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In a world where humans are physically stronger (say, they lift about 40-45k lbs), and probably gravity is 0.6 from Earth's, what is the best metal to make an armor from?

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closed as unclear what you're asking by Mołot, Aify, SRM, Frostfyre, James Jan 26 '17 at 14:55

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  • $\begingroup$ I'm not exactly sure what you mean by "not strength capped." Please clarify. $\endgroup$ – CHEESE Jan 26 '17 at 0:15
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    $\begingroup$ Depends on what's being fired at the armour. Arrows? Bullets? Multi-frequency-phase beams? $\endgroup$ – Tim Jan 26 '17 at 0:24
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    $\begingroup$ Kevlar isn't a metal. Hard shell plastics are not metals. Are you really wanting to rule those options out? $\endgroup$ – SRM Jan 26 '17 at 0:29
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    $\begingroup$ Lift 45000 pounds? Saying “humans are stronger” is an understatement! I’d say magic bone (the same stuff that allows such strength), not metal, would be the right answer. $\endgroup$ – JDługosz Jan 26 '17 at 6:37
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    $\begingroup$ @JDługosz That's what I call lateral thinking! Also, it would be really creepy and intimidating to be confronted by an armoured person where the armour was made of human bones. The horror! $\endgroup$ – a4android Jan 26 '17 at 8:28
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I'm pretty sure depleted uranium plates makes for the best armor. At least the US military thinks so because it is used in their state-of-the-art battle tanks.

If worried about (hypothetical) radiation dangers, there are tungsten alloys that are as strong as depleted uranium, but its really expensive to make.

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  • $\begingroup$ I'm pretty sure that depleted uranium plates right next to your skin are not good for your long term health. Even the difference between having the DU a meter or two away from your body with a shielding material between the DU and the personnel, and having it a few millimeters away from the personnel's skin, would dramatically increase the health risks for the user. $\endgroup$ – ohwilleke Jan 26 '17 at 1:51
  • $\begingroup$ @ohwilleke don't know. According to US military researchers, even ingesting depleted uranium is safe. Otherwise, they'd not have scattered it all through-out the lands of Iraq! Anyway, I think there is a tungsten alloy that is near as impenetrable as depleted uranium. $\endgroup$ – Just Someone Jan 26 '17 at 2:04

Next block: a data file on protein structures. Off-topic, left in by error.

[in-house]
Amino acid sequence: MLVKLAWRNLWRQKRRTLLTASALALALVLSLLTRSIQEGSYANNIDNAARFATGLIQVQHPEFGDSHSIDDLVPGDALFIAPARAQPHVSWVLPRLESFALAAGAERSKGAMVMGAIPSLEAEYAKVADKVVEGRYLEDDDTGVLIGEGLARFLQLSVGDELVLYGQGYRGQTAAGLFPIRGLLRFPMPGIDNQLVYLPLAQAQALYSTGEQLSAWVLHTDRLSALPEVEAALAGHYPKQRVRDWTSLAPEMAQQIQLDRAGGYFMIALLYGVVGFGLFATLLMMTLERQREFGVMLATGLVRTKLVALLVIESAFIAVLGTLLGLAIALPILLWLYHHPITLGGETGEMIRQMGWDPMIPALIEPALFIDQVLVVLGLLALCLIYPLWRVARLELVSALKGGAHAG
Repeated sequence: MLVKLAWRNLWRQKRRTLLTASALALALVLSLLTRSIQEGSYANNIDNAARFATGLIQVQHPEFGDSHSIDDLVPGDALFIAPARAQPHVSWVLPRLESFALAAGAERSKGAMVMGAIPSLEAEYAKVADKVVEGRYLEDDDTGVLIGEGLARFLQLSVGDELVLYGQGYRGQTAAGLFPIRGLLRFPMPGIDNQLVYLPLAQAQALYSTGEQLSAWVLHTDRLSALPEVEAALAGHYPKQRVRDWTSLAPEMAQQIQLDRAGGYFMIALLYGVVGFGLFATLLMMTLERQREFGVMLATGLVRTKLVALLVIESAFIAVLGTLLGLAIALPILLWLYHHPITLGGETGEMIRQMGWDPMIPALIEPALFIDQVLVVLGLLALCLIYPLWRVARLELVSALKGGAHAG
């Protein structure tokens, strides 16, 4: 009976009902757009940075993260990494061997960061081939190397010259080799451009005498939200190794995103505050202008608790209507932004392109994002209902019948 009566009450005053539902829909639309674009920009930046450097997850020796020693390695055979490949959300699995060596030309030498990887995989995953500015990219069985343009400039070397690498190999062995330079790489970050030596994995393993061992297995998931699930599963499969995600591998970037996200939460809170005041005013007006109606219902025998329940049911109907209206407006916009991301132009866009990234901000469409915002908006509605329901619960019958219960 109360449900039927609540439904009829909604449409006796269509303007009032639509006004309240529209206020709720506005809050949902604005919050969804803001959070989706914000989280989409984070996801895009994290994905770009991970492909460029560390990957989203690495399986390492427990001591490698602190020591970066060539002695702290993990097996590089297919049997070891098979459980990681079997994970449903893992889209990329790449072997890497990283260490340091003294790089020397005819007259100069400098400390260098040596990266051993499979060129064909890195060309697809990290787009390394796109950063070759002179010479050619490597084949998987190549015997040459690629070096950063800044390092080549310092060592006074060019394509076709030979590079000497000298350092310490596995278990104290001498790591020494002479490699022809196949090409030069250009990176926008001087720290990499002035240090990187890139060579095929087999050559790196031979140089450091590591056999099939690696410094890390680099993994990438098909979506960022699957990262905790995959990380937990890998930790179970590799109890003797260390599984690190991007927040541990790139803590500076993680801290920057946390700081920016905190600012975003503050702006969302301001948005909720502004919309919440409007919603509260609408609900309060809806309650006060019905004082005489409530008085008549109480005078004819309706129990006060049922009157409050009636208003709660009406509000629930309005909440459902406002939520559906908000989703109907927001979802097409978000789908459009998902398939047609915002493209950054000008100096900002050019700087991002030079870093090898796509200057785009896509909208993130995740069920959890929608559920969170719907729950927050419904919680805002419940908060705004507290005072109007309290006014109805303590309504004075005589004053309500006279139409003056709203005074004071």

• $\begingroup$ US tanks use a multi-layer sandwich of many materials to deal with many different types of threats. It includes ceramics, various metals, a Kevlar anti-spall liner, elastic layers... see Chobham armour. $\endgroup$ – Schwern Jan 26 '17 at 5:13
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I'd not use metal at all. I'd use human muscle. Whatever you did to physics to permit a human to lift that much mass would make it perfect for use as body armor!

Of course, the thing to remember about armor is it is not made to suit the individual wearing it. It's made to suit the individual wearing it and the particular attacks that one is trying to deflect. Without understanding all of the weapons these superhumans may face, it's never clear what the best armor looks like. For a concrete example, consider the difference between a kevlar bodyarmor vest and a full EOD Advanced Bomb Suit. Their materials are similar (both rely heavily on Kevlar), but their design is vastly differently. The ABS, for example, is carefully constructed to prevent overpressure from an exploding IED from rupturing the technician's lungs. The typical kevlar body armor doesn't have this because it's very bulky and uncomfortable and most individuals wearing body armor aren't facing enough IEDs to warrant the added discomfort and weight.

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If you design an armor to maximize its weight you are aiming for killing its bearer, who will struggle wearing this heavy piece of sh...ield on the battlefield. Imagine a vest made of 10 cm thick reinforced concrete: max weight, max protection, null mobility.

Your design should instead aim at maximizing the energy absorption (you want the bullet or the blade to dissipate its energy while travelling through the armor, not the body underneath) while keeping it as light as possible, to let the soldier as agile as possible.

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The densest metal is Osmium. But heavy is NOT the same as strong/resistant!

Osmium the densest naturally occurring element, with a density of 22.59 g/cm^3. Note that this is more dense than Uranium (~19 g/cm^3), depleted or otherwise!

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